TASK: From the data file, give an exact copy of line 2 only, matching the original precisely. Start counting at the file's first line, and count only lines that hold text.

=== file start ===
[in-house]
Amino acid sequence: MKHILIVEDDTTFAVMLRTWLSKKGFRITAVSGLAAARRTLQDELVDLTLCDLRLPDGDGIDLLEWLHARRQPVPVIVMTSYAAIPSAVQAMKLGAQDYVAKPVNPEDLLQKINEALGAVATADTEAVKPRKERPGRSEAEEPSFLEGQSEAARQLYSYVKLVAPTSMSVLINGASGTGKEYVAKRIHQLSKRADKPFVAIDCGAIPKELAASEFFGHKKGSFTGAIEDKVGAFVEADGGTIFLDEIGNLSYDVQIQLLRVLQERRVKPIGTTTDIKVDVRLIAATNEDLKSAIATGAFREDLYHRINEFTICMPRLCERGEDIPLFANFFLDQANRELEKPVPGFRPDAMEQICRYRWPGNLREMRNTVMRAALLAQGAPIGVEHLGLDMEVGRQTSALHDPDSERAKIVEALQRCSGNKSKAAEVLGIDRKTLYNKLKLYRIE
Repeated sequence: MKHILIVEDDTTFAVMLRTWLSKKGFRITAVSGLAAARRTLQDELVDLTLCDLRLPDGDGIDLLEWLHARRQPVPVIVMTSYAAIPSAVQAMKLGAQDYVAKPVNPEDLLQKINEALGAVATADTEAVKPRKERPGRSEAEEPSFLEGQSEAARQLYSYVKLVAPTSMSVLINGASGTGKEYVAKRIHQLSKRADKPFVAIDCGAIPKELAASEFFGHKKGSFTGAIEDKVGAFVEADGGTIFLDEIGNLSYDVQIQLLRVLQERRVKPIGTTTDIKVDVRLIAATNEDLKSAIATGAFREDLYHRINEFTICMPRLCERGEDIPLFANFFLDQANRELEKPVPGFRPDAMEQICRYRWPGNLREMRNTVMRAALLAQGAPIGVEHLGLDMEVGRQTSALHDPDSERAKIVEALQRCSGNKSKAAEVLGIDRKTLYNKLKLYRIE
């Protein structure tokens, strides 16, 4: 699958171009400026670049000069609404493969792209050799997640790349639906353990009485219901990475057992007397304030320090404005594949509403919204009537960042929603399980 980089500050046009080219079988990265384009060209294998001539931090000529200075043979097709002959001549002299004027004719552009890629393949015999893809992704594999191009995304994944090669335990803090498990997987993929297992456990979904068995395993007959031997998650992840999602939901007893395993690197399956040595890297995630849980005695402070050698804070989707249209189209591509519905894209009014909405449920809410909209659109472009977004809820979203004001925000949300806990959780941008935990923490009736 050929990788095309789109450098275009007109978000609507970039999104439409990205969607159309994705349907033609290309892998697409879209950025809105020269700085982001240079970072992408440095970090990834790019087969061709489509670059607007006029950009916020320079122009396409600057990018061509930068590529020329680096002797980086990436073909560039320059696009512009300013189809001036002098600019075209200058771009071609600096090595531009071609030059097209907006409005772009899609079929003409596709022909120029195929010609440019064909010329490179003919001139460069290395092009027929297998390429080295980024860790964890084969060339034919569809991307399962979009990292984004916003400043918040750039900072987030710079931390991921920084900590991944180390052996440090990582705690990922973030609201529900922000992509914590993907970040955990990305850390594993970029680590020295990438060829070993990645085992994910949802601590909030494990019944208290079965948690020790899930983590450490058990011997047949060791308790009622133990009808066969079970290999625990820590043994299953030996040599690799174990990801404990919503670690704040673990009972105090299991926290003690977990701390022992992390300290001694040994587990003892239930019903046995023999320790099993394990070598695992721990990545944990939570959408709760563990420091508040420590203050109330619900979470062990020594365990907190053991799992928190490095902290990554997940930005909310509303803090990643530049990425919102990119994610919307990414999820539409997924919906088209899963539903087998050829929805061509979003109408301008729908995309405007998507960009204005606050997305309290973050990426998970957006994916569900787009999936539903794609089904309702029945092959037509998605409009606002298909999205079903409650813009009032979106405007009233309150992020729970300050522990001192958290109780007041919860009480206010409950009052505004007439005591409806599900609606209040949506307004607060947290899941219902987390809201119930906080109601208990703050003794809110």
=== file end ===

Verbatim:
Amino acid sequence: MKHILIVEDDTTFAVMLRTWLSKKGFRITAVSGLAAARRTLQDELVDLTLCDLRLPDGDGIDLLEWLHARRQPVPVIVMTSYAAIPSAVQAMKLGAQDYVAKPVNPEDLLQKINEALGAVATADTEAVKPRKERPGRSEAEEPSFLEGQSEAARQLYSYVKLVAPTSMSVLINGASGTGKEYVAKRIHQLSKRADKPFVAIDCGAIPKELAASEFFGHKKGSFTGAIEDKVGAFVEADGGTIFLDEIGNLSYDVQIQLLRVLQERRVKPIGTTTDIKVDVRLIAATNEDLKSAIATGAFREDLYHRINEFTICMPRLCERGEDIPLFANFFLDQANRELEKPVPGFRPDAMEQICRYRWPGNLREMRNTVMRAALLAQGAPIGVEHLGLDMEVGRQTSALHDPDSERAKIVEALQRCSGNKSKAAEVLGIDRKTLYNKLKLYRIE